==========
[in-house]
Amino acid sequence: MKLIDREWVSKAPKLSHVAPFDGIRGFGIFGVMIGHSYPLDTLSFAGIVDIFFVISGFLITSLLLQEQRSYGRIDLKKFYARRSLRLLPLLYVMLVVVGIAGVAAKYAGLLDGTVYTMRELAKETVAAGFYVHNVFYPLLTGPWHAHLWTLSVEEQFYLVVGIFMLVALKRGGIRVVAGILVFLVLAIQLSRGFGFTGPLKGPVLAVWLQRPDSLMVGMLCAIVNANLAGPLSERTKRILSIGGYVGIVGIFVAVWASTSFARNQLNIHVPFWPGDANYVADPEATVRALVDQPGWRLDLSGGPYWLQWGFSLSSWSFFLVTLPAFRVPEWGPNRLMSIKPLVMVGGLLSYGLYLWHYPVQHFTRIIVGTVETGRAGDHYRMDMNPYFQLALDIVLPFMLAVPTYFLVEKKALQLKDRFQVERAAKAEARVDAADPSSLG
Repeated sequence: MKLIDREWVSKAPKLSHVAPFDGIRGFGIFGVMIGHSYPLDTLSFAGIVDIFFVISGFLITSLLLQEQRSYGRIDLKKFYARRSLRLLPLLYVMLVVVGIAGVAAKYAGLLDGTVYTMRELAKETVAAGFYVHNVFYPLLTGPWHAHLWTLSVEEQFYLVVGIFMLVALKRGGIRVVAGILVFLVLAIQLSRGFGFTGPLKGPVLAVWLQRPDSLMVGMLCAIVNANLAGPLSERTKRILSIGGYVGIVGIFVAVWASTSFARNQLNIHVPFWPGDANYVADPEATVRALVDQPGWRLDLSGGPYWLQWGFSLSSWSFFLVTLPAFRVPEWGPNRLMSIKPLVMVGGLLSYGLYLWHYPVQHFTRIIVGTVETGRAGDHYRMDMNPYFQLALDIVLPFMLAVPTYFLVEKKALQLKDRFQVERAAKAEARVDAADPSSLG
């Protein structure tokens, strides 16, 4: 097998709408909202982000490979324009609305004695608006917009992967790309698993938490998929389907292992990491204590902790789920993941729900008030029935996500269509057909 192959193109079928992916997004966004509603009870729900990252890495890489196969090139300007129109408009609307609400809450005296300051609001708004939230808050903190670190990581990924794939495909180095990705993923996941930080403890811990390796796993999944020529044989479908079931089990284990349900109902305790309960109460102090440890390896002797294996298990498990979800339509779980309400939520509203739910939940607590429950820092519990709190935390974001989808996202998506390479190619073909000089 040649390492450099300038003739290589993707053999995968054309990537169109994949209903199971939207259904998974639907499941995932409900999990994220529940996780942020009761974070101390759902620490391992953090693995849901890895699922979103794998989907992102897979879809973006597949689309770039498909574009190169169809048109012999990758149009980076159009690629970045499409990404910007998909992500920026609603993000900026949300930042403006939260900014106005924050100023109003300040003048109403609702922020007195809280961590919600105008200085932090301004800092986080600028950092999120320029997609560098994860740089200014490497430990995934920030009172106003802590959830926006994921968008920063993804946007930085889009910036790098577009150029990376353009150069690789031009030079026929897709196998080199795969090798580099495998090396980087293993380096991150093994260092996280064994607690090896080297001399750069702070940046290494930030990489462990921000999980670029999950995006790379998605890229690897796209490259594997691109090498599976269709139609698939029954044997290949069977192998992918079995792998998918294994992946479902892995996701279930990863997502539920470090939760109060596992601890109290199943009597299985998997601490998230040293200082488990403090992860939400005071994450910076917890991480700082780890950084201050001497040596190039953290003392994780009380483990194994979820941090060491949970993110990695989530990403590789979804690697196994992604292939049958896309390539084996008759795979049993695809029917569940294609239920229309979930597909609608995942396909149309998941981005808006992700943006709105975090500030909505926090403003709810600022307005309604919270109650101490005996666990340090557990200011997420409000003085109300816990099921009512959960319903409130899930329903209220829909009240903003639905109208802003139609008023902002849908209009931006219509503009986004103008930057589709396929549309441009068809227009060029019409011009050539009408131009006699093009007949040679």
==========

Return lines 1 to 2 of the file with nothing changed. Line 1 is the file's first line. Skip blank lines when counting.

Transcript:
[in-house]
Amino acid sequence: MKLIDREWVSKAPKLSHVAPFDGIRGFGIFGVMIGHSYPLDTLSFAGIVDIFFVISGFLITSLLLQEQRSYGRIDLKKFYARRSLRLLPLLYVMLVVVGIAGVAAKYAGLLDGTVYTMRELAKETVAAGFYVHNVFYPLLTGPWHAHLWTLSVEEQFYLVVGIFMLVALKRGGIRVVAGILVFLVLAIQLSRGFGFTGPLKGPVLAVWLQRPDSLMVGMLCAIVNANLAGPLSERTKRILSIGGYVGIVGIFVAVWASTSFARNQLNIHVPFWPGDANYVADPEATVRALVDQPGWRLDLSGGPYWLQWGFSLSSWSFFLVTLPAFRVPEWGPNRLMSIKPLVMVGGLLSYGLYLWHYPVQHFTRIIVGTVETGRAGDHYRMDMNPYFQLALDIVLPFMLAVPTYFLVEKKALQLKDRFQVERAAKAEARVDAADPSSLG